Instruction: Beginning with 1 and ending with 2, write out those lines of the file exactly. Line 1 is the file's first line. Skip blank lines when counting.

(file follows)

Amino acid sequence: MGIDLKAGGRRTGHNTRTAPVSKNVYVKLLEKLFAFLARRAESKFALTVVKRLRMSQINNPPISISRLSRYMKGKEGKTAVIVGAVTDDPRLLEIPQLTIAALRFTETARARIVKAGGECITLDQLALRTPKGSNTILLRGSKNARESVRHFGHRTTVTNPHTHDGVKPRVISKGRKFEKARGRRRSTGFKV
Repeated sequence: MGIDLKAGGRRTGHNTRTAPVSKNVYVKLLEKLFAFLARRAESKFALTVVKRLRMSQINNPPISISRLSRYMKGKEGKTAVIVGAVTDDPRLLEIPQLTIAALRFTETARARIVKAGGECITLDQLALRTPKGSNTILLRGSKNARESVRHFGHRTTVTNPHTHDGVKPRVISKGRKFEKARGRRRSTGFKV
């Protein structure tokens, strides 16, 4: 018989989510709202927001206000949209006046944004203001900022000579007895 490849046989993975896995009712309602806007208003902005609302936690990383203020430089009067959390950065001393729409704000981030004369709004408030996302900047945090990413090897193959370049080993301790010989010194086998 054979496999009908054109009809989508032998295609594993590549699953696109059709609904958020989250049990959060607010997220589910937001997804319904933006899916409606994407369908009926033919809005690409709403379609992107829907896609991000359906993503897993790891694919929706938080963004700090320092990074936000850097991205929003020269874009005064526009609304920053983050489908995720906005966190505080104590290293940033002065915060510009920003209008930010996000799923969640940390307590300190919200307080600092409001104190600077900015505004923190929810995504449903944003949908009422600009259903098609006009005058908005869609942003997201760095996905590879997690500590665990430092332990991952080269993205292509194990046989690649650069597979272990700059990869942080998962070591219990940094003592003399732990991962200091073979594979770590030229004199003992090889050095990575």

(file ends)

Amino acid sequence: MGIDLKAGGRRTGHNTRTAPVSKNVYVKLLEKLFAFLARRAESKFALTVVKRLRMSQINNPPISISRLSRYMKGKEGKTAVIVGAVTDDPRLLEIPQLTIAALRFTETARARIVKAGGECITLDQLALRTPKGSNTILLRGSKNARESVRHFGHRTTVTNPHTHDGVKPRVISKGRKFEKARGRRRSTGFKV
Repeated sequence: MGIDLKAGGRRTGHNTRTAPVSKNVYVKLLEKLFAFLARRAESKFALTVVKRLRMSQINNPPISISRLSRYMKGKEGKTAVIVGAVTDDPRLLEIPQLTIAALRFTETARARIVKAGGECITLDQLALRTPKGSNTILLRGSKNARESVRHFGHRTTVTNPHTHDGVKPRVISKGRKFEKARGRRRSTGFKV